When daylight slowly surrendered into darkness during a solar eclipse in ancient times, some civilizations believed the spectacle was the result of an enormous creature devouring the sun.
In the centuries that followed, solar eclipses continued to be seen as harbingers of disaster or death. Eclipses were thought to be harmful to pregnant women. Some people were suspicious that eclipses had the ability to make food toxic.
But as science evolved, mankind debunked these superstitions and, in turn, demystified solar eclipses. Eventually, scientists like Sir Arthur Eddington, whose observations of deflected starlight during a 1919 solar eclipse confirmed Albert Einstein’s theory of relativity, considered the rare celestial events as prime opportunities to learn more about the solar system and beyond.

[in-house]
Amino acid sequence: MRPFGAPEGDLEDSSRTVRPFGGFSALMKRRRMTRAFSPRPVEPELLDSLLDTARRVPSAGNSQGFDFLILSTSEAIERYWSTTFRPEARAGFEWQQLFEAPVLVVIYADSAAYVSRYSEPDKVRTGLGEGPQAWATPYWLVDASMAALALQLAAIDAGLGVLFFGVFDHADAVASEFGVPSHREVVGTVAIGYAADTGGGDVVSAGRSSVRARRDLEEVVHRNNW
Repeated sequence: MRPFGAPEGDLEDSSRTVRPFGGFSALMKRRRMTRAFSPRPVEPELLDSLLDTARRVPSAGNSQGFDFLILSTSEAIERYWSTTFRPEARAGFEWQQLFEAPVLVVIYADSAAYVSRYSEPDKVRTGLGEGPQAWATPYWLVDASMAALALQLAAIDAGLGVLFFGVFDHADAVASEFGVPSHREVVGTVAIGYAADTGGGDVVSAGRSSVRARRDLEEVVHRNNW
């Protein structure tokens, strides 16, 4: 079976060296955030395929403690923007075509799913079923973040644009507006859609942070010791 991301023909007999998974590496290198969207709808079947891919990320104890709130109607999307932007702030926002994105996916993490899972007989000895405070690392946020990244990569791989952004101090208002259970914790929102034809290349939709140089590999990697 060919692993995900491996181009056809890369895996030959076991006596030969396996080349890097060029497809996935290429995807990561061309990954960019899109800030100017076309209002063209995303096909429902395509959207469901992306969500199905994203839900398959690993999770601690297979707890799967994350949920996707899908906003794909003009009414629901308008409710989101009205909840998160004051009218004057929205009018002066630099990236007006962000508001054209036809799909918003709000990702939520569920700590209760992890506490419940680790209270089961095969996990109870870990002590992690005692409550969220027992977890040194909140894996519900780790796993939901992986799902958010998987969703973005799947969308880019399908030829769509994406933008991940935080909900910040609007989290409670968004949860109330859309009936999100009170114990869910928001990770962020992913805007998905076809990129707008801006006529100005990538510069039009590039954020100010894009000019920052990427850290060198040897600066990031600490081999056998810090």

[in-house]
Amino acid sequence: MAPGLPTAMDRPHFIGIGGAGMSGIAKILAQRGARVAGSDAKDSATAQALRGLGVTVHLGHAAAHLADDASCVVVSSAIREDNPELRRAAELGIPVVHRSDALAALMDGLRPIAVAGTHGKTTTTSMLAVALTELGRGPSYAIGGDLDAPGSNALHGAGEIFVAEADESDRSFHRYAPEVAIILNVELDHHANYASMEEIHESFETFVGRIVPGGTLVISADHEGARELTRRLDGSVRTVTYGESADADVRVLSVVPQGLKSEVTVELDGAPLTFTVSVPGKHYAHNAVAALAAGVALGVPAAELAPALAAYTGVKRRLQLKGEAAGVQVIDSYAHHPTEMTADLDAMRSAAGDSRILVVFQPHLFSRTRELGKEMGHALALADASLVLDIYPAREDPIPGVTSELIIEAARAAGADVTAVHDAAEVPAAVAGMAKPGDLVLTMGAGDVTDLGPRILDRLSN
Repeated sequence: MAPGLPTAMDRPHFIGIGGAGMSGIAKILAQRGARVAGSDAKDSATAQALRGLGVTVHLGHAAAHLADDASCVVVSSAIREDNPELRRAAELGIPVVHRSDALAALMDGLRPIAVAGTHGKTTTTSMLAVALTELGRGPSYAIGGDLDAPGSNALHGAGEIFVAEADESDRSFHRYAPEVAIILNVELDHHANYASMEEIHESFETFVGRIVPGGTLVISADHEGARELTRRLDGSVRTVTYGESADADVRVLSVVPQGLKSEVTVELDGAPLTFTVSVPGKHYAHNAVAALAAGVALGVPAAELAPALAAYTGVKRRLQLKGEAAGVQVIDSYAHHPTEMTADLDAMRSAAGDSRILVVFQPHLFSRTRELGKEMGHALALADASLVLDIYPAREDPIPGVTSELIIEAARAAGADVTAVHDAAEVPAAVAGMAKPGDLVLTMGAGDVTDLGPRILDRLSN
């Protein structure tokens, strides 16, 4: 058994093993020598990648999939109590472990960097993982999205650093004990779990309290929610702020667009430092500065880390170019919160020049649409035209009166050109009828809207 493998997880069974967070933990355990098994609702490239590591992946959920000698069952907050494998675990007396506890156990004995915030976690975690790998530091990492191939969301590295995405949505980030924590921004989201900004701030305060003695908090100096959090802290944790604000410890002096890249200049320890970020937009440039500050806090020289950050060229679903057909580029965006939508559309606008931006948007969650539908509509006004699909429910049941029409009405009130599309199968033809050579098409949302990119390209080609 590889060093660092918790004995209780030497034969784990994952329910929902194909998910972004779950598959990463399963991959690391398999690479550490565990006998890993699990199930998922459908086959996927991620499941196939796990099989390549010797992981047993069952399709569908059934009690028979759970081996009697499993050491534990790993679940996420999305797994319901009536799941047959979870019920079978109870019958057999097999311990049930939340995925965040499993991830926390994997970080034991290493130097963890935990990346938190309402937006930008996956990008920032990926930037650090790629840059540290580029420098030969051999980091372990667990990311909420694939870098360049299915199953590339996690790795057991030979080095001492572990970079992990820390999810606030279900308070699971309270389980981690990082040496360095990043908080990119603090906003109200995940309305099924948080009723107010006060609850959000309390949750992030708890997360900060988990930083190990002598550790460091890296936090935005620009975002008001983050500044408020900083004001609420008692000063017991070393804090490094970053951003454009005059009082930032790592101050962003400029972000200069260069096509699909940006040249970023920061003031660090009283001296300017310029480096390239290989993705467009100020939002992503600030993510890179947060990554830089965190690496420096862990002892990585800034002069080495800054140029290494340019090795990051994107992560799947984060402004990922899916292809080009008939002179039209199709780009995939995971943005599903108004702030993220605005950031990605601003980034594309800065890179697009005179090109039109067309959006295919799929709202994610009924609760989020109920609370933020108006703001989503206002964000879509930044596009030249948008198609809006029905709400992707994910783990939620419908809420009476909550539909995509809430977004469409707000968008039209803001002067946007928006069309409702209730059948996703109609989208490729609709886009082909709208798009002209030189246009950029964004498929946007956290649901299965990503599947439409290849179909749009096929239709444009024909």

Nearly a century later, on Aug. 21, a new generation of scientists are preparing to conduct another slate of experiments during the first total solar eclipse over the U.S. since 1979, and the first to span the continental U.S. since 1918.
NASA officials are planning to conduct research projects across the path of totality — where the sun will be completely covered — that include atmospheric balloons, aircraft, satellites, the International Space Station and the city of Carbondale, where the eclipse will reach its greatest point of duration. Carbondale will see the sun’s face completely blocked for 2 minutes and 43 seconds, beginning at 1:20 p.m., during which time NASA intends to obtain high-resolution imagery and various other measurements.